No writer I know of comes close to even trying to articulate the weird magic of poetry as Ruefle does. She acknowledges and celebrates in the odd mystery and mysticism of the actthe fact that poetry must both guard and reveal, hint at and pull back... Also, and maybe most crucially, Ruefle’s work is never once stuffy or overdone: she writes this stuff with a level of seriousness-as-play that’s vital and welcome, that doesn’t make writing poetry sound anything but wild, strange, life-enlargening fun. -The Kenyon Review
Profound, unpredictable, charming, and outright funny...These informal talks have far more staying power and verve than most of their kind. Readers may come away dazzled, as well as amused... Publishers Weekly
This is a book not just for poets but for anyone interested in the human heart, the inner-life, the breath exhaling a completion of an idea that will make you feel changed in some way. This is a desert island book. Matthew Dickman
The accomplished poet is humorous and self-deprecating in this collection of illuminating essays on poetry, aesthetics and literature... San Francisco Examiner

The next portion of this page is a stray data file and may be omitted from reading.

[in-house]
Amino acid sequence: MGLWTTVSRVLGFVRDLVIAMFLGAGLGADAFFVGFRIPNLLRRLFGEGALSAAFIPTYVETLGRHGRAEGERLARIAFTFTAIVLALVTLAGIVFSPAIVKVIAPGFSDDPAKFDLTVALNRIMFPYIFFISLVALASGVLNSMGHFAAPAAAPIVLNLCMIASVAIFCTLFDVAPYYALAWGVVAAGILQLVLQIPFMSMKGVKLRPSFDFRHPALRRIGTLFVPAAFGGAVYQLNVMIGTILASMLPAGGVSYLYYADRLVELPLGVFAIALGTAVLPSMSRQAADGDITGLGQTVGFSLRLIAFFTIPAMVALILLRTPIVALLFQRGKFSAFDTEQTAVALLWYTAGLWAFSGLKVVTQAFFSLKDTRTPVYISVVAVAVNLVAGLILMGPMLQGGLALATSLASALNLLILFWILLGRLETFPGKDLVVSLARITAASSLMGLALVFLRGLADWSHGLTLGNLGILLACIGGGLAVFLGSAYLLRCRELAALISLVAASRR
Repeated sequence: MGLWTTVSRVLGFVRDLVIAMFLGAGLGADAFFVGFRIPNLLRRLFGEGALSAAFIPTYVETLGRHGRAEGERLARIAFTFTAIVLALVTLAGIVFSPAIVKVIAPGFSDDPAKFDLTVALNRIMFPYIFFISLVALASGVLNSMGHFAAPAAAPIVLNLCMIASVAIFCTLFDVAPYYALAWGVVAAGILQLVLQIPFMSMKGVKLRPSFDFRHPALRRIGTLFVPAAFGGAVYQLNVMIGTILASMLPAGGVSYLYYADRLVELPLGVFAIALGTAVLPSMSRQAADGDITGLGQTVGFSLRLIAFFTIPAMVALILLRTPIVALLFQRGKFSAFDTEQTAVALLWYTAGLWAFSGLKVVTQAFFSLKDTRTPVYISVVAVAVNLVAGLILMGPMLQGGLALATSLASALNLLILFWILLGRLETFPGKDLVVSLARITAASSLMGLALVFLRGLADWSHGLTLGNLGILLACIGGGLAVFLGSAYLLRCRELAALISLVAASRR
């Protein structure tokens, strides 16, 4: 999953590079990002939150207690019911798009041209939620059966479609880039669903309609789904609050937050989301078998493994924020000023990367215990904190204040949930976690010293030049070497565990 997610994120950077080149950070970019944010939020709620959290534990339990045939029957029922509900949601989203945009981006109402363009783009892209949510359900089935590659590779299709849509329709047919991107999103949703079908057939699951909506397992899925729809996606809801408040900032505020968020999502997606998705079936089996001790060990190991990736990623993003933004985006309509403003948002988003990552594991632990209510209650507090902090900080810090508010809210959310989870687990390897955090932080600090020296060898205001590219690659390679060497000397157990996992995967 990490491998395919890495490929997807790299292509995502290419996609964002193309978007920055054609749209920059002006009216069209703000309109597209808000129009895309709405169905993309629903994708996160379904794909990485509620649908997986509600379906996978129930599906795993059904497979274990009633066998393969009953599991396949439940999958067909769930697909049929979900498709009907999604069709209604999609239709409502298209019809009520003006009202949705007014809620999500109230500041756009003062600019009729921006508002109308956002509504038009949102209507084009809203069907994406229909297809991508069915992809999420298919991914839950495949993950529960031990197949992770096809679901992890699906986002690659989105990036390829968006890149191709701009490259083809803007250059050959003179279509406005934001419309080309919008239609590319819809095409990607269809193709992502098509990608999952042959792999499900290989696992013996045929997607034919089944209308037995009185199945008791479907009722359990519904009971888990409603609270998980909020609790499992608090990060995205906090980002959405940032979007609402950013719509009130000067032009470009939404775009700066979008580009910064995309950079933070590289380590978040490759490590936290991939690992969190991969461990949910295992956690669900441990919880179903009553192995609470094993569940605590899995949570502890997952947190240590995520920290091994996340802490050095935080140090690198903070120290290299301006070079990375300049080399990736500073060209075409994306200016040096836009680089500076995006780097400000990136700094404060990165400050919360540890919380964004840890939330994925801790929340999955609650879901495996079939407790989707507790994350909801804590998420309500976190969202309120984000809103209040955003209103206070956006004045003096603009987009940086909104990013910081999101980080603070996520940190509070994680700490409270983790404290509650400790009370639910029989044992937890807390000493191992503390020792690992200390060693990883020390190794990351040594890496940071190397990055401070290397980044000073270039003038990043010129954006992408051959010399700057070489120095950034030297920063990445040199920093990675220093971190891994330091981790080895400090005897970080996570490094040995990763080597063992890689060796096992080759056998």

Over the course of fifteen years, Mary Ruefle delivered a lecture every six months to a group of poetry graduate students. Collected here for the first time, these lectures include "Poetry and the Moon," "Someone Reading a Book Is a Sign of Order in the World," and "Lectures I Will Never Give." Intellectually virtuosic, instructive, and experiential, Madness, Rack, and Honey resists definition, demanding instead an utterand utterly pleasurableimmersion. Finalist for the 2012 National Book Critics Circle Award.
Mary Ruefle has published more than a dozen books of poetry, prose, and erasures. She lives in Vermont.
Poetry and The Moon
On Secrets: Eight Beginnings, Two Ends
Madness, Rack and Honey
My Emily Dickinson
Introduction To Lecture on Books
So You Want To Write A Book?
Someone Reading A Book Is A Sign Of Order In The World
Remarks on Letters
I Remember, I Remember
Introduction To Reading Great Poems Of The Past
Twenty-Two Short Lectures
Lectures I Will Never Give